• Question: Has there ever been a time in your job that made you think i dont want to be a scienctist any more?

    Asked by mariam19 to David, James, Mike, Suze, Will on 15 Jun 2011. This question was also asked by sarahi.
    • Photo: Mike Dodd

      Mike Dodd answered on 14 Jun 2011:

      Yeah, I finished university and got a job working for a small vaccines company. I loved working there, but the company was closed. I got very down heartened about how quickly I could lose my job and questioned if I wanted to carry on being a scientists. But that day I saw the advert for a PhD on cardiovascular medicine, applied and that’s what I’m doing now. Now I would never give up being a scientist or working in science.

    • Photo: James Marrow

      James Marrow answered on 14 Jun 2011:

      In my first years as a lecturer before I established my research area and funding was really difficult, I did seriously think about becoming a professional potter (my hobby). Kept at it though.

    • Photo: Suze Kundu

      Suze Kundu answered on 14 Jun 2011:

      The last two years of my undergraduate degree! They were the toughest two years of my life. Some of the things that we were taught were completely alien and baffled me, and the intensity of labs and lectures meant that the degree was just something that I needed to get through, rather than something that I enjoyed at the time. I wish I had asked more questions along the way. If I had done that, I wouldn’t have had a mountain to climb before exams, teaching myself the bits that I didn’t understand at the time, and then having to revise for exams on top!

      I was lucky though. When I graduated and I was working in a non-science area, the time away from it made me realise that I missed it so much, and helped me to decide what part of it I liked the most, before being offered a PhD. I’m so happy that I came back! It was scary, because I’d had the time out of studying, and it was strange to be back, managing my own time, not having to panic about report deadlines or meetings, but I am so glad that I was brave and took the steps to come back to Uni, as otherwise I would be stuck in a job that I didn’t enjoy, and I would never be able to work to my full potential if I was unhappy.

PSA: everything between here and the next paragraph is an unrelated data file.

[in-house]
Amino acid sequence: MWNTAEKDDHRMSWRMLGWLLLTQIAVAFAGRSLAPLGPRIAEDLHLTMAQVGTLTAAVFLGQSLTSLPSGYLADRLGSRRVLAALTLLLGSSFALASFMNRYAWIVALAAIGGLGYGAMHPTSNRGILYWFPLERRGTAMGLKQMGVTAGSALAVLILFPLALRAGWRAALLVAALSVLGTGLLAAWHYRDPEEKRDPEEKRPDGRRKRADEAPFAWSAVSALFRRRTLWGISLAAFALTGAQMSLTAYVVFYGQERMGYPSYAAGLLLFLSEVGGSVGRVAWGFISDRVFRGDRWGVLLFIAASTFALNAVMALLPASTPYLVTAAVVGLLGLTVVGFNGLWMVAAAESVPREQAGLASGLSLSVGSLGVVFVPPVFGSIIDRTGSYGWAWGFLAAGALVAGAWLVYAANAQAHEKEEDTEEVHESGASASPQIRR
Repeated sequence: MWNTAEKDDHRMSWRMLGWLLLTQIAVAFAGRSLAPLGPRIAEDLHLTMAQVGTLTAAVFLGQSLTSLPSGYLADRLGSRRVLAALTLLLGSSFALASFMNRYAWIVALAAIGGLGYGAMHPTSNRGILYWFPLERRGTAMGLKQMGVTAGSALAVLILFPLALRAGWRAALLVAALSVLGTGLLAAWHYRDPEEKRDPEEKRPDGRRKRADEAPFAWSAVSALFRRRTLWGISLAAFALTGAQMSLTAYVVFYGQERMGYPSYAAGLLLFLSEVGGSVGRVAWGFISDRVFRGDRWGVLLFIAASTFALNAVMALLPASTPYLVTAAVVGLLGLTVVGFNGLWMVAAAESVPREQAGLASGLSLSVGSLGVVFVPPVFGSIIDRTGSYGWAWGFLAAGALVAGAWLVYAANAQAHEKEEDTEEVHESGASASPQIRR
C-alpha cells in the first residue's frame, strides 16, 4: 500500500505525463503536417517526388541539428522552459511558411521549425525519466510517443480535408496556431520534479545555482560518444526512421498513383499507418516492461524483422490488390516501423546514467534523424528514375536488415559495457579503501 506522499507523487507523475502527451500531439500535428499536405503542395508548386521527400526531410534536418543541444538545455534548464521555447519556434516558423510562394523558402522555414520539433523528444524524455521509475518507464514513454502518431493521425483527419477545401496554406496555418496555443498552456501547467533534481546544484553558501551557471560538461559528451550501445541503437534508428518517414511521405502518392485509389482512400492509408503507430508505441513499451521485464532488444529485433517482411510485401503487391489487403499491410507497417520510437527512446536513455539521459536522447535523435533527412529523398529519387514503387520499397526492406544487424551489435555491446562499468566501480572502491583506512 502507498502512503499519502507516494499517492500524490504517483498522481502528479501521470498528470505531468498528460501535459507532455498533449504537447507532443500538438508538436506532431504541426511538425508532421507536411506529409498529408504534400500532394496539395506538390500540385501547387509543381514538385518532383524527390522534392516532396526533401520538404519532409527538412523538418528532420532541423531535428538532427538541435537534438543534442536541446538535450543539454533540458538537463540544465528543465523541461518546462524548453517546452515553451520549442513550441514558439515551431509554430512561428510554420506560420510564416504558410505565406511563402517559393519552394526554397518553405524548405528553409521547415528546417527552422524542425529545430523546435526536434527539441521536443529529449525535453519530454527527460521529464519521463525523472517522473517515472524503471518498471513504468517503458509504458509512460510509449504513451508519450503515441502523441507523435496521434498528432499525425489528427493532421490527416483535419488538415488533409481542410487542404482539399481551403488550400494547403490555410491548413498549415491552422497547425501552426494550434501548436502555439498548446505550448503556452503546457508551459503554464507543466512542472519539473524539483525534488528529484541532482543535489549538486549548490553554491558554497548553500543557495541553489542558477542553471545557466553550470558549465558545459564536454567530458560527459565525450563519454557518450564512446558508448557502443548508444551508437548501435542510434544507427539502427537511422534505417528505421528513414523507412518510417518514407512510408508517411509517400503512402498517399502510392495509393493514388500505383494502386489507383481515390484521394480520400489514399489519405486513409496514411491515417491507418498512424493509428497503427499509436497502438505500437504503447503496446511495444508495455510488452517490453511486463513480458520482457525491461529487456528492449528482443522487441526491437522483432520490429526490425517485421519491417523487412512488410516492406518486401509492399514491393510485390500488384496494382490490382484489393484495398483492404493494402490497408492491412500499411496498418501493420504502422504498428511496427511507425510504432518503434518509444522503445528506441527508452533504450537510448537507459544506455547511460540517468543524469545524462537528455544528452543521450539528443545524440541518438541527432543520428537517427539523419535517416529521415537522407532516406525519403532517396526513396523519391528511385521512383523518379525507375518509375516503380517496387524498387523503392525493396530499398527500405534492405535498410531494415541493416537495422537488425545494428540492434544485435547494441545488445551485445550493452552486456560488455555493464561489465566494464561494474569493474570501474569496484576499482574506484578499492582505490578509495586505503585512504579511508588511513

It’s OK to be scared by things, and if you take a wrong turn on the way to your career path, you have to look at it as experience. All experience is valuable, and you should never be frightened to say that you might have got it wrong.

    • Photo: William Eborall

      William Eborall answered on 15 Jun 2011:

      Hi mariam. There are times when you come to work day after day and try to make an experiment work, but it keeps failing no matter what you do that you can’t help thinking “why do I bother.” It can be really hard to shake off this feeling that you’re going nowhere and the boredom sets in and you think wouldn’t it be better to do something were there isn’t the chance of it going wrong? Something where I don’t have to try new things all the time. But then you remember how good it feels when you finally get it to work. And how boring it would be doing the same thing day after day with no variety and you start love your job again 🙂

    • Photo: David Ingram

      David Ingram answered on 15 Jun 2011:

      I had a similar experience to Jame’s the first couple of years lecturing were difficult – I had a young family and money was tight. I persevered because I don’t have a lucrative hobby.